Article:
Trend alert! What you need to know about wabi-sabi
It may sound like something you’d add to your favourite sushi roll, but we’ve heard a whisper that wabi-sabi is about to take the interior decorating world by storm.
The trend has been bubbling below the surface for a while, but now it’s about to take off in a big way.
So, what exactly is wabi-sabi? And how can you bring the look to your home?
Our interior design experts tell us that wabi-sabi refers to the ancient Japanese philosophy of finding beauty in imperfection.
A way of life for many people, it’s about accepting things as they are, rather than wishing for something better. It’s about embracing not only the imperfect, but also the impermanent and the incomplete, the modest, the humble and the unconventional.
In decorating terms, it’s the opposite to buying shiny new things and having an impossibly perfect home. The wabi-sabi design trend is more about embracing authentic pieces, even if they are well worn and maybe a little cracked or chipped.
While it may sound easy, it takes a careful eye and thoughtful editing to achieve the quiet, grounded style associated with wabi-sabi.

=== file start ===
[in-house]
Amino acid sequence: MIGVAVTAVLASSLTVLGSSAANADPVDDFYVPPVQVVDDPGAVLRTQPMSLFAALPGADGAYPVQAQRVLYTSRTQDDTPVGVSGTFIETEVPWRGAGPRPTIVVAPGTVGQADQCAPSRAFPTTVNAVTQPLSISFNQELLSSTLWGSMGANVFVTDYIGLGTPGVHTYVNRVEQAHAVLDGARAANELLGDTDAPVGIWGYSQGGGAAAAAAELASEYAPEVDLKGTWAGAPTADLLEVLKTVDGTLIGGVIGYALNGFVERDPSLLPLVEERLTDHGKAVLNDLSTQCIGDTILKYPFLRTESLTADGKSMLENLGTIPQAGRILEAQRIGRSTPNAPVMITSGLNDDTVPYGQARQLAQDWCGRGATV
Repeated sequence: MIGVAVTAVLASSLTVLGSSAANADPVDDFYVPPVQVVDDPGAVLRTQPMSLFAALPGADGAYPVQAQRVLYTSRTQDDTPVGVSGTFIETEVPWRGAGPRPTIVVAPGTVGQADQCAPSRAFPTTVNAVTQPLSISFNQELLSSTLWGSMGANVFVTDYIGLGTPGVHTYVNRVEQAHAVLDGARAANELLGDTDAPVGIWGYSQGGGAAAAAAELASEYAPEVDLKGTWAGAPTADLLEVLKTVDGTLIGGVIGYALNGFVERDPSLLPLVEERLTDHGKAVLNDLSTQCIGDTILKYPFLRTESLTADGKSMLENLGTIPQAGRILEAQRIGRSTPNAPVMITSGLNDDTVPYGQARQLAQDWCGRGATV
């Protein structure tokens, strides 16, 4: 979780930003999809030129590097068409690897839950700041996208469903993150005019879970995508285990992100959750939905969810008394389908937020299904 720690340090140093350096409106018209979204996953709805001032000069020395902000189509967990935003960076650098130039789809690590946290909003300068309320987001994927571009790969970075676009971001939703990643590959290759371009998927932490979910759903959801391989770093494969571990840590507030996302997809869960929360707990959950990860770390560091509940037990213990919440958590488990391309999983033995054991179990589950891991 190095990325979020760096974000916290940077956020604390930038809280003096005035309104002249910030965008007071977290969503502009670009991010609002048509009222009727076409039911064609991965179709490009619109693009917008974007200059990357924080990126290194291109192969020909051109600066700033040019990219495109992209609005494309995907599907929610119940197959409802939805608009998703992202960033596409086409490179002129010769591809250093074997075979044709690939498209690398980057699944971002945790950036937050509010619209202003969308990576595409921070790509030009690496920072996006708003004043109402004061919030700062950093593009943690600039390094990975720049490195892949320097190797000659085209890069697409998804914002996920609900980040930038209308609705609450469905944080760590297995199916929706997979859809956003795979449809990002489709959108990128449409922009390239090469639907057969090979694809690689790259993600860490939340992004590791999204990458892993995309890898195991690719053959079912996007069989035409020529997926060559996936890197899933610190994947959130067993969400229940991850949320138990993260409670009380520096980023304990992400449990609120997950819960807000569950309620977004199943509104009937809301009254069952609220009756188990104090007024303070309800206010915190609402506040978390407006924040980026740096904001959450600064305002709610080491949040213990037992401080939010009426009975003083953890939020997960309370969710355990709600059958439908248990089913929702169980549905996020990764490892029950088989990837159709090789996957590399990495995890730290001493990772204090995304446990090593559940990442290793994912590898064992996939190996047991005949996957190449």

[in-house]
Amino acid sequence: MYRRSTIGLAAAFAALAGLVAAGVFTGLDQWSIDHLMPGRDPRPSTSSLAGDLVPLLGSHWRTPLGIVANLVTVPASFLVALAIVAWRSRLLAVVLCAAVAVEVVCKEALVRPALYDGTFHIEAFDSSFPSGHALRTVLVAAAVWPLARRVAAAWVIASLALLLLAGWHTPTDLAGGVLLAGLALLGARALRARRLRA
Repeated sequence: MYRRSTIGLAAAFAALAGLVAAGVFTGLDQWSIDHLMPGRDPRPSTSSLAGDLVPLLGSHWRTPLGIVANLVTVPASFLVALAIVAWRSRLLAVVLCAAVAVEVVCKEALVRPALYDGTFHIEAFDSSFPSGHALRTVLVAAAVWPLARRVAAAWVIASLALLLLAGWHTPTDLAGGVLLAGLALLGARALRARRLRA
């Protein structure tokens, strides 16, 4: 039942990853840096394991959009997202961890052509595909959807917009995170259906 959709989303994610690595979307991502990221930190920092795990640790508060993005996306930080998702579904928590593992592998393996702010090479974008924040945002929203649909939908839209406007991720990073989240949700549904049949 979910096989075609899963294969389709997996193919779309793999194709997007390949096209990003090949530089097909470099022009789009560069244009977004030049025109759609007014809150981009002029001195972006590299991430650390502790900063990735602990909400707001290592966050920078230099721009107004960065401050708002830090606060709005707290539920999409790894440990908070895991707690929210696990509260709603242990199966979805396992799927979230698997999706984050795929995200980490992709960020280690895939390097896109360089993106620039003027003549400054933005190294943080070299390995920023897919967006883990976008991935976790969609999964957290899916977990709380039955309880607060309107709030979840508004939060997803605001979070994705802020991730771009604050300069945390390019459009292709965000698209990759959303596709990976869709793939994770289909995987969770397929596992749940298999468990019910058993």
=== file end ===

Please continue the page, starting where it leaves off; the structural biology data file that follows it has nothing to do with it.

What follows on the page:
If you’re keen to bring a little wabi-sabi to your home, here are 5 top tips from our interior designers to get you started:
1. Natural materials:
Wabi-sabi encourages the use of natural materials and neutral tones to bring about a sense of grounding, and a feeling of being connected to the earth and the simple pleasures in life. Timber, stone, brick and concrete are great choices. Plants add a simple freshness. Look for a colour palette inspired by nature.
(Image: Natural tones & macrame - lukecaldwell.com)
Perfection is out. Flaws are in. Wabi-sabi is definitely not about replacing old treasures or covering up the less-than-perfect. This is about finding beauty in the chipped paint, the well-worn leather, the old bricks and the well-worn floorboards.
(Image: 'Kintsugi' crack method - pinterest.com.au)
Less is generally more when it comes to wabi-sabi. The items you select need room to shine, so aim for pared-back styling and stripped-back simplicity. Sticking to functional pieces will help keep your spaces free of clutter. A simple bowl, or a cosy rug can take pride of place even if they have seen better days.
(Image: Daniella Witte - daniella.femina.se)
Embrace the timeworn and the pre-loved, looking for those pieces that just get better with age, like a beautiful timber dining table passed down from one generation to the next. Decorate with what you already have, and don’t be afraid to upcycle, recycle and repurpose. Find new ways of making imperfect items functional.
(Image: Lady Darwin Designs - pinterest.com.au)
Fly markets, curio shops and craft stalls are great hunting grounds for items that are ‘the real deal’ or one-of-a-kind, rather than a mass-produced imitation. Look for beauty in the odd, the misshapen, the awkward and the ‘ugly’. What you find may surprise you.
(Image: One of a kind macrame - idea-awards.com.au)